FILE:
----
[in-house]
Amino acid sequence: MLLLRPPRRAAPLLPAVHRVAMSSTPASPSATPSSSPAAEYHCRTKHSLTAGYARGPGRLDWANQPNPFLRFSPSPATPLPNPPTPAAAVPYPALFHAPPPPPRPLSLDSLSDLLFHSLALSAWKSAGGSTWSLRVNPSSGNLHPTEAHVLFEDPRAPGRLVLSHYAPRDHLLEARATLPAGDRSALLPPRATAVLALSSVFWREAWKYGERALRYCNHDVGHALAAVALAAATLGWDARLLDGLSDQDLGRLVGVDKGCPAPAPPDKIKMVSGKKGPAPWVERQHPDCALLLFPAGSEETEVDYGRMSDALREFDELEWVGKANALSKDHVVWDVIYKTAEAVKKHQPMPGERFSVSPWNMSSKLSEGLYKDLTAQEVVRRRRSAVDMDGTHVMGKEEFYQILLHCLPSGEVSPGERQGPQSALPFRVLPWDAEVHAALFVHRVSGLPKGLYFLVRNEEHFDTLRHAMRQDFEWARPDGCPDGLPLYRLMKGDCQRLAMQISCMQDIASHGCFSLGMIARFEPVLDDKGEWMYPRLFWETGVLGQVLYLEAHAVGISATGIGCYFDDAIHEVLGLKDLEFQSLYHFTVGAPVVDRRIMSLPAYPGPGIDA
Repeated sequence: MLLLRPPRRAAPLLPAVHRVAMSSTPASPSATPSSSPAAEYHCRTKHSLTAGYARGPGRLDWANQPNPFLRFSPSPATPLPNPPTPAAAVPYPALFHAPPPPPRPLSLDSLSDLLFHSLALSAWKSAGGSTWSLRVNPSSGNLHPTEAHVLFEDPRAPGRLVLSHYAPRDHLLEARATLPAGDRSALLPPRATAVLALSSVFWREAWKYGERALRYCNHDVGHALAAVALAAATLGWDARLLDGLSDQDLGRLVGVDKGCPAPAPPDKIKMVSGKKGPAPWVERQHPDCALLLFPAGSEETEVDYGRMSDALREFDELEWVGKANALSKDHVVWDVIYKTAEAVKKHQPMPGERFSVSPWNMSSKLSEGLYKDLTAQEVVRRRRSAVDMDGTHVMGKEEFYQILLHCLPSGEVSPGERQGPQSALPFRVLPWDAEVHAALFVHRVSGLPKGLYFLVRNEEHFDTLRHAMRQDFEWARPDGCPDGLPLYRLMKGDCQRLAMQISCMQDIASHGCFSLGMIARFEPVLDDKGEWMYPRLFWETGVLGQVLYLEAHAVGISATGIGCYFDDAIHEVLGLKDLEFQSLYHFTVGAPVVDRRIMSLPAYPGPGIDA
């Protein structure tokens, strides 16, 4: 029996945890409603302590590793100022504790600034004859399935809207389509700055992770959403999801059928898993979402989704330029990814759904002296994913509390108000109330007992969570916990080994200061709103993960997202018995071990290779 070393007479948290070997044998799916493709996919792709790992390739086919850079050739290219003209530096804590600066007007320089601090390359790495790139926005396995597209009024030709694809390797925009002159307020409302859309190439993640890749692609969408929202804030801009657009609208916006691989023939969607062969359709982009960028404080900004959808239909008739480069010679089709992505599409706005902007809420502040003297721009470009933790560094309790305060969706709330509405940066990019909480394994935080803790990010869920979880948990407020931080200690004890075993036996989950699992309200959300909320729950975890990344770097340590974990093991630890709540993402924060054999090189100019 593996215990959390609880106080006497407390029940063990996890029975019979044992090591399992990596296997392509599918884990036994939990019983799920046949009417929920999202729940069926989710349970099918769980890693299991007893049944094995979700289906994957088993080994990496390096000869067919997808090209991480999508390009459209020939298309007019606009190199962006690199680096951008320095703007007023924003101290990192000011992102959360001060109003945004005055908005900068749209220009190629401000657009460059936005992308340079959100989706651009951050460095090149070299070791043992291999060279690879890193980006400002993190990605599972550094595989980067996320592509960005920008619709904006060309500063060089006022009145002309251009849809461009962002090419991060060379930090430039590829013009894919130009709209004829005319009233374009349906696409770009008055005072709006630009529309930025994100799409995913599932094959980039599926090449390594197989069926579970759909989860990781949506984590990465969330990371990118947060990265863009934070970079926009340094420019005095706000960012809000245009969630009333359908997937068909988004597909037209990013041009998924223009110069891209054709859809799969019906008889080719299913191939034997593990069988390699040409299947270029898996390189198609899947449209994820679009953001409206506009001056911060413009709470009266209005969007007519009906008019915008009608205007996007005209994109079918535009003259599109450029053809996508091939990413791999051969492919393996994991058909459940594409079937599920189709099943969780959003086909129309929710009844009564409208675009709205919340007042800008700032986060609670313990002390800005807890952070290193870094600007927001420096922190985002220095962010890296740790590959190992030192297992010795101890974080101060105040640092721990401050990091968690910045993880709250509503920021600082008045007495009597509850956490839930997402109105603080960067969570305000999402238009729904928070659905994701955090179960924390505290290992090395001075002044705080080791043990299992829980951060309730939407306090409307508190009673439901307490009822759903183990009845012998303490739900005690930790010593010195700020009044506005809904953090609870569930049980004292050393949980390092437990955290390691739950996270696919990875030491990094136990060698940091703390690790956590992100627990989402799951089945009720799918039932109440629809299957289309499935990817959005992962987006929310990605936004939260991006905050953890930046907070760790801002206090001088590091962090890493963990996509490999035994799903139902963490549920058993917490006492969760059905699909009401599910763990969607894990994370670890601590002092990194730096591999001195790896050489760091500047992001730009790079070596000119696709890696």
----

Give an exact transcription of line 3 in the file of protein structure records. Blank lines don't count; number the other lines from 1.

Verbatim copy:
Repeated sequence: MLLLRPPRRAAPLLPAVHRVAMSSTPASPSATPSSSPAAEYHCRTKHSLTAGYARGPGRLDWANQPNPFLRFSPSPATPLPNPPTPAAAVPYPALFHAPPPPPRPLSLDSLSDLLFHSLALSAWKSAGGSTWSLRVNPSSGNLHPTEAHVLFEDPRAPGRLVLSHYAPRDHLLEARATLPAGDRSALLPPRATAVLALSSVFWREAWKYGERALRYCNHDVGHALAAVALAAATLGWDARLLDGLSDQDLGRLVGVDKGCPAPAPPDKIKMVSGKKGPAPWVERQHPDCALLLFPAGSEETEVDYGRMSDALREFDELEWVGKANALSKDHVVWDVIYKTAEAVKKHQPMPGERFSVSPWNMSSKLSEGLYKDLTAQEVVRRRRSAVDMDGTHVMGKEEFYQILLHCLPSGEVSPGERQGPQSALPFRVLPWDAEVHAALFVHRVSGLPKGLYFLVRNEEHFDTLRHAMRQDFEWARPDGCPDGLPLYRLMKGDCQRLAMQISCMQDIASHGCFSLGMIARFEPVLDDKGEWMYPRLFWETGVLGQVLYLEAHAVGISATGIGCYFDDAIHEVLGLKDLEFQSLYHFTVGAPVVDRRIMSLPAYPGPGIDA